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Nursing

Pain Perception and Management

QuestionAnswer
Pain Exists whenever person says it does. Serves as an injury prevention mechanism. Highly individual.
Pain influenced by Affective: fatigue, Behavioral: age, cognitive, physiological sensory
Nociception Processing of painful stimuli
Transduction Impulses travel along afferent (sensory) nerve fibers
A-Delta Sharp, localized pain associated with injury
C-fibers Slow conducting, dull poorly localized pain after injury. First vs second.
Transmission Spinal Dorsal Horn- processing of message. Most important pathway for pain sensation.
Impulse Route A-delta & C-fibers in peripheral tissues -> dorsal route-> spinal dorsal horn -> spinothalmic tract -> brain stem -> thalamus
Neurotransmitters All cellular damage results in release of: prostaglandins, substance P, serotonin. Produce a pain-sensitizing inflammatory response.
Perception Personal awareness. Once the impulse reaches the cerebral cortex, the brain interprets the quality of pain based on past experiences, knowledge, and culture.
Modulation Inhibition of nocioceptive impulses in CNS. Once brain perceives pain, it releases endogenous opioids to produce analgesia: serotonin, norepinephrine.
Gate Control Theory Dorsal horn cells act as a gate: close to prevent nociceptive impulses from reaching the brain. A-delta & C-fibers open the "gate". Alpha and beta fibers close the gate.
Significance of the Gate Theory Provides ideas for pain relief emphasizing multiple dimensions of pain: sensory, emotional, behavioral, cognitive. Different pain relief interventions may be used to address various dimensions of pain for a more holistic approach to therapy.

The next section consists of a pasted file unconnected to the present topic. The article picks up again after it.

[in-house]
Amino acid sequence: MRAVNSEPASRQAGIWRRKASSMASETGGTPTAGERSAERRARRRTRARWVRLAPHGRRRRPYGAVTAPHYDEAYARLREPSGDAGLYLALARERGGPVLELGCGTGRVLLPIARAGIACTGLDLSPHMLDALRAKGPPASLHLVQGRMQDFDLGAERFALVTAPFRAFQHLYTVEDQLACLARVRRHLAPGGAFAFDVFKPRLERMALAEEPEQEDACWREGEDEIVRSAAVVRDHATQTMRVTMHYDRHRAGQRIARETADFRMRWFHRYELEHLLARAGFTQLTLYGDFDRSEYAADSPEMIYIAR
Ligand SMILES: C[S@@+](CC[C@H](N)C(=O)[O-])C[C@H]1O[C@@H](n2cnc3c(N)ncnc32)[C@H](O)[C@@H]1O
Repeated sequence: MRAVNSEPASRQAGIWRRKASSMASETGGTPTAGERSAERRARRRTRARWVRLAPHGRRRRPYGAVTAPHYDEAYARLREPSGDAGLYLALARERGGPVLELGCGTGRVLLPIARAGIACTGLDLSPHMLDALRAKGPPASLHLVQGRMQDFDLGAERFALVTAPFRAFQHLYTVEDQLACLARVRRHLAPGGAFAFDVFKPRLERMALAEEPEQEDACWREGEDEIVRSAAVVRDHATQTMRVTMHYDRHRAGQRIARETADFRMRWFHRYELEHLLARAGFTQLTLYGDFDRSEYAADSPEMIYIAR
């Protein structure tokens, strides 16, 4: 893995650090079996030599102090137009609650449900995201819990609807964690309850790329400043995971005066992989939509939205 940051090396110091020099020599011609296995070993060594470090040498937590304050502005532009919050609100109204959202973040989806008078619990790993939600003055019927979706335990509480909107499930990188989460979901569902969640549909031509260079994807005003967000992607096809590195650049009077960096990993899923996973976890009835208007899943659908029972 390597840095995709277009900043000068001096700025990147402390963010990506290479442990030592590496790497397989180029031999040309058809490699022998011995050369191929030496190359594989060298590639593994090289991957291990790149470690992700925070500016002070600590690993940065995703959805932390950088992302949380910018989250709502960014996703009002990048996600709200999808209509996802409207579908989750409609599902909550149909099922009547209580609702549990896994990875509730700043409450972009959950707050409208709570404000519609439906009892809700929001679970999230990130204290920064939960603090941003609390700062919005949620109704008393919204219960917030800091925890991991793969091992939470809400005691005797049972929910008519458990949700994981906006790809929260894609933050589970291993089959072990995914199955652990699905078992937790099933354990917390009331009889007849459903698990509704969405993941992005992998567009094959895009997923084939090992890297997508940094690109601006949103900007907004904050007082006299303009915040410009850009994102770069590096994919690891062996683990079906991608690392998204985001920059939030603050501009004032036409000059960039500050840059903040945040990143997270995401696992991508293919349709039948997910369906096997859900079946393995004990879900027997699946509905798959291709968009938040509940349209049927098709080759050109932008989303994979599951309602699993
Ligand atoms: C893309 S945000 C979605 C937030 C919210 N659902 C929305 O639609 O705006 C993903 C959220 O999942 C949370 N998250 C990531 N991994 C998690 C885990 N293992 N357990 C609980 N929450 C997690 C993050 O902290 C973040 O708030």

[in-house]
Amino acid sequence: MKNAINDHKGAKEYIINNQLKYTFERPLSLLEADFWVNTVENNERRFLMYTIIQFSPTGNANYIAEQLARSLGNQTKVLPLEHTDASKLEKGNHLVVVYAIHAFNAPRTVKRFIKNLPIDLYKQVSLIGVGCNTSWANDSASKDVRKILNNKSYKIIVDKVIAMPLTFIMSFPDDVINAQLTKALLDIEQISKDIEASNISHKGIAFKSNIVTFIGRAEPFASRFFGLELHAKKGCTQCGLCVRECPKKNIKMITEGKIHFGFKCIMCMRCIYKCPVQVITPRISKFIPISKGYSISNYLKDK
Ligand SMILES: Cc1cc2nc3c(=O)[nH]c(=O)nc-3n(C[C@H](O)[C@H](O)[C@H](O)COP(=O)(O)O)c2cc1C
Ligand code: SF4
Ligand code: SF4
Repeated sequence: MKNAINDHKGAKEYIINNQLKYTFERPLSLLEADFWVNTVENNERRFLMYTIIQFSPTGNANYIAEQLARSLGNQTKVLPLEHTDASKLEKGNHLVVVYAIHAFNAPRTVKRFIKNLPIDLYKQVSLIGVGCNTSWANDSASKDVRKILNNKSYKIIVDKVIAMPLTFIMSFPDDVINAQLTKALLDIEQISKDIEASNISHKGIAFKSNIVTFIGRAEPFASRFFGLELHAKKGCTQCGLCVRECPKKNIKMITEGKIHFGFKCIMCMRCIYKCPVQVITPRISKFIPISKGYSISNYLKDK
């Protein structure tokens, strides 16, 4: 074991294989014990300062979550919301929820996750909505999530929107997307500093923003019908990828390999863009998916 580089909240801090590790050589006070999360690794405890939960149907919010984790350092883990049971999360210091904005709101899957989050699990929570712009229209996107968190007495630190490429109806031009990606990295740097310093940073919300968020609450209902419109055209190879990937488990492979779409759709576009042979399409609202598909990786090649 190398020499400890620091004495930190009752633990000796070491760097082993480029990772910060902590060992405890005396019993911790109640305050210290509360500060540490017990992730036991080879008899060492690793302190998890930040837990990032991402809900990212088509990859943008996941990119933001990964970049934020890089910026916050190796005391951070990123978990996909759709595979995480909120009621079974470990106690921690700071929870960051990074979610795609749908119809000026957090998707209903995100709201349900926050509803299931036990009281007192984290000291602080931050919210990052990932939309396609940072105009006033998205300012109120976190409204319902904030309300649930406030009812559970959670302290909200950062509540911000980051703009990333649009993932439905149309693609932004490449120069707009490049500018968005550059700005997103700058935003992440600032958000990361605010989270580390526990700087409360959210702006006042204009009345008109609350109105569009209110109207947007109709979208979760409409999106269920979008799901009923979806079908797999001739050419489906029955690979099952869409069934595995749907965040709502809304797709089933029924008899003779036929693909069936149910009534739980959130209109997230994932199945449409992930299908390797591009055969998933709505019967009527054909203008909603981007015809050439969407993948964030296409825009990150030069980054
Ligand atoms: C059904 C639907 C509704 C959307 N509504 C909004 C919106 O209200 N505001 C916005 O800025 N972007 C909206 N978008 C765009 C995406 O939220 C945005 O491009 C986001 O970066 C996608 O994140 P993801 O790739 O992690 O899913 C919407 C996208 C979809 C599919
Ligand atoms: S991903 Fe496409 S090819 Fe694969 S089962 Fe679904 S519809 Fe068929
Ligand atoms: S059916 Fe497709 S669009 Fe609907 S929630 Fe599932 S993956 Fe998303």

Types of pain Acute-follows nociceptive pain process, persistent (chronic)- no useful purpose, cancer-first symptom to seek tx, nociceptive- somatic, visceral, neuropathic- nerve damage
Acute Pain Occurs abruptly with injury or disease. Lasts less than 6 months. May be associated with anxiety and fear. Typically increases with wound care, ambulation, coughing, deep breathing.
Chronic pain Lasts for prolonged period of time. Typically greater than 6 months. Associated with prolonged tissue pathology. May be associated with depression, frustration, or fear. Cause may be unidentifiable: Idiopathic.
Malignant pain Progressive pattern of recurrent, acute pain or persistent chronic pain. Resistant to treatment or cure. Intractable. Interferes with quality of life. May be described as all-consuming.
Lifespan considerations Newborn/infant- under treatment of pain. Toddler/preschooler- cannot ID pain. Schoolage/adolescent- can rationalize pain. Adult/older adult- MS pain. Cultural- communication/devalued.
Verbal Pain Subjective, most dependable indicator of pain, suffering.
Nonverbal Pain Gives clues to location of pain: rubbing, frowning, grimacing, guarding, immobilization, increase muscle tension.
Behavioral and Cognitive Factors Usual activities, anxiety, fear, aggression, physical withdrawal from activities, meaning associated with disease, cultural belief.
Manifestations of pain Increase BP, HR, resp.
Metabolic changes of pain Increase metabolism, O2 consumption, blood glucose, free fatty acids, blood lactate, ketones.
Pain Assessment Onset, duration, location, intensity, quality, pattern, relief
When to assess pain At regular intervals throughout treatment, with each report of pain, before and after nonpharmacologic treatment and medication administration.